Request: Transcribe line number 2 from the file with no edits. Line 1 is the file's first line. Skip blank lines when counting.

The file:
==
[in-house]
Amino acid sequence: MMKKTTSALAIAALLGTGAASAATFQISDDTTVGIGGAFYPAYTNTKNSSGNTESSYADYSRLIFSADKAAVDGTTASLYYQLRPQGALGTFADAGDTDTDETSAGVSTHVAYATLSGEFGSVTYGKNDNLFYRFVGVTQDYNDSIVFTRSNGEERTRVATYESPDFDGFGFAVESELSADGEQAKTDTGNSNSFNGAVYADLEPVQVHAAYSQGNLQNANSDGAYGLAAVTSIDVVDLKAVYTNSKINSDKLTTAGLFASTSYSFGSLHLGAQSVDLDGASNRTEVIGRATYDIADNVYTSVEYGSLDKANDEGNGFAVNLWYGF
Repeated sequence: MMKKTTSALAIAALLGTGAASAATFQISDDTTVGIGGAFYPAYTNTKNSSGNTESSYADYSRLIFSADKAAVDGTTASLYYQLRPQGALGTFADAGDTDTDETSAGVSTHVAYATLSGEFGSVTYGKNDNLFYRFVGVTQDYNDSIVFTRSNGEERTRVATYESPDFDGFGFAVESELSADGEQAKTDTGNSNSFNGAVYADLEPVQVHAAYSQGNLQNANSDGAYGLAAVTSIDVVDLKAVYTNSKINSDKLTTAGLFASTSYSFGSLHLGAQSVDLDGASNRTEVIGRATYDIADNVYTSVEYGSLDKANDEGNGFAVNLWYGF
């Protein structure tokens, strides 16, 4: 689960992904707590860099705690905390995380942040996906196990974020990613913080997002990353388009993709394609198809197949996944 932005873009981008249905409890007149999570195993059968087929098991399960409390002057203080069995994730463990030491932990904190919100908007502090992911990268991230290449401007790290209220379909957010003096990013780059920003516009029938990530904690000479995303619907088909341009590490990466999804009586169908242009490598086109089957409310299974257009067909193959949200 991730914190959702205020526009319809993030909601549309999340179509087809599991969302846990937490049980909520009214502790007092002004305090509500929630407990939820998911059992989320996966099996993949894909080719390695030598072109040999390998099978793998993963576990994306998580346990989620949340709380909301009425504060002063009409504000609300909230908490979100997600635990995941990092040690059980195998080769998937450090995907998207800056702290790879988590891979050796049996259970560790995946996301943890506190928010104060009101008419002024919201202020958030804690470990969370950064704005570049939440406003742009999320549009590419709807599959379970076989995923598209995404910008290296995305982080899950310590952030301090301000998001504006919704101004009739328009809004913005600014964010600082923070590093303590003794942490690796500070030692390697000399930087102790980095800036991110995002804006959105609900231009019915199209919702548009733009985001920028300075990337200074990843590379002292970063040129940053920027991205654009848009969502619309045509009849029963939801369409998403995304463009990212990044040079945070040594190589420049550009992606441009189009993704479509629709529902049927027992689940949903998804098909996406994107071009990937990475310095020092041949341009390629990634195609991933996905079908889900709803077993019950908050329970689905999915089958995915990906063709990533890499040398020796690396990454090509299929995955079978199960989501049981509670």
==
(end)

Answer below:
Amino acid sequence: MMKKTTSALAIAALLGTGAASAATFQISDDTTVGIGGAFYPAYTNTKNSSGNTESSYADYSRLIFSADKAAVDGTTASLYYQLRPQGALGTFADAGDTDTDETSAGVSTHVAYATLSGEFGSVTYGKNDNLFYRFVGVTQDYNDSIVFTRSNGEERTRVATYESPDFDGFGFAVESELSADGEQAKTDTGNSNSFNGAVYADLEPVQVHAAYSQGNLQNANSDGAYGLAAVTSIDVVDLKAVYTNSKINSDKLTTAGLFASTSYSFGSLHLGAQSVDLDGASNRTEVIGRATYDIADNVYTSVEYGSLDKANDEGNGFAVNLWYGF